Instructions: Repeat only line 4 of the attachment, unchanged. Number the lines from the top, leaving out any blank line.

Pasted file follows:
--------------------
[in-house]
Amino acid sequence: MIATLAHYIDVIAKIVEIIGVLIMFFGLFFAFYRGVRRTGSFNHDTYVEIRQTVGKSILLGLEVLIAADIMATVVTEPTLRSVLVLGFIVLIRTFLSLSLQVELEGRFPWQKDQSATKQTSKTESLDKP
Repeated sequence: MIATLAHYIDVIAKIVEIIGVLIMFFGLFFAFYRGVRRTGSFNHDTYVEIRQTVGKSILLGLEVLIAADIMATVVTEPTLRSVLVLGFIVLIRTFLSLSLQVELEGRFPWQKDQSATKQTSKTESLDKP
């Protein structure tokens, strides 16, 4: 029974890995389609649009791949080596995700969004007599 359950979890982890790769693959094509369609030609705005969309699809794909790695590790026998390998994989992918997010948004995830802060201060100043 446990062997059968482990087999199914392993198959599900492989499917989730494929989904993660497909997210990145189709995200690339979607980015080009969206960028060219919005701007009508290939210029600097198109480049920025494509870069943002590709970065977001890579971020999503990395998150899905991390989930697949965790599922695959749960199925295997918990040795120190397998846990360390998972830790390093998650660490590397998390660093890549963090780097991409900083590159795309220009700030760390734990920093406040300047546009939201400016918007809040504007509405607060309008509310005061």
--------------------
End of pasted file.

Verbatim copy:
């Protein structure tokens, strides 16, 4: 029974890995389609649009791949080596995700969004007599 359950979890982890790769693959094509369609030609705005969309699809794909790695590790026998390998994989992918997010948004995830802060201060100043 446990062997059968482990087999199914392993198959599900492989499917989730494929989904993660497909997210990145189709995200690339979607980015080009969206960028060219919005701007009508290939210029600097198109480049920025494509870069943002590709970065977001890579971020999503990395998150899905991390989930697949965790599922695959749960199925295997918990040795120190397998846990360390998972830790390093998650660490590397998390660093890549963090780097991409900083590159795309220009700030760390734990920093406040300047546009939201400016918007809040504007509405607060309008509310005061």